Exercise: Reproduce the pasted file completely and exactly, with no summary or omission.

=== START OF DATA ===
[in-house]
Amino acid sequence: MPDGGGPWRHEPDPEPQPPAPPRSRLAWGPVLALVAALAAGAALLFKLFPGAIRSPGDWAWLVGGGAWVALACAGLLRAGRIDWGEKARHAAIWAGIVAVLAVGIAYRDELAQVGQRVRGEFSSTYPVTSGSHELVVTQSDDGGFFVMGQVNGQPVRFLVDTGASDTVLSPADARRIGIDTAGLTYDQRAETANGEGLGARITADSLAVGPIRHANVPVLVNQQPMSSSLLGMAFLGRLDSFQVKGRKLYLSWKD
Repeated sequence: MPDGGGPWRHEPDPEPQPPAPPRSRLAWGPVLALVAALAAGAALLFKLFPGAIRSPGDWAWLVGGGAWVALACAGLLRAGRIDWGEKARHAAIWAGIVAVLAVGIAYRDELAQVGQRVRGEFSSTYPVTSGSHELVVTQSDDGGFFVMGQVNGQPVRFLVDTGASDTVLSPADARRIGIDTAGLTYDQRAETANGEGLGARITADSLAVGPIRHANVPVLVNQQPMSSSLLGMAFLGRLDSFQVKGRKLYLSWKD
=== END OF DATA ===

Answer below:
[in-house]
Amino acid sequence: MPDGGGPWRHEPDPEPQPPAPPRSRLAWGPVLALVAALAAGAALLFKLFPGAIRSPGDWAWLVGGGAWVALACAGLLRAGRIDWGEKARHAAIWAGIVAVLAVGIAYRDELAQVGQRVRGEFSSTYPVTSGSHELVVTQSDDGGFFVMGQVNGQPVRFLVDTGASDTVLSPADARRIGIDTAGLTYDQRAETANGEGLGARITADSLAVGPIRHANVPVLVNQQPMSSSLLGMAFLGRLDSFQVKGRKLYLSWKD
Repeated sequence: MPDGGGPWRHEPDPEPQPPAPPRSRLAWGPVLALVAALAAGAALLFKLFPGAIRSPGDWAWLVGGGAWVALACAGLLRAGRIDWGEKARHAAIWAGIVAVLAVGIAYRDELAQVGQRVRGEFSSTYPVTSGSHELVVTQSDDGGFFVMGQVNGQPVRFLVDTGASDTVLSPADARRIGIDTAGLTYDQRAETANGEGLGARITADSLAVGPIRHANVPVLVNQQPMSSSLLGMAFLGRLDSFQVKGRKLYLSWKD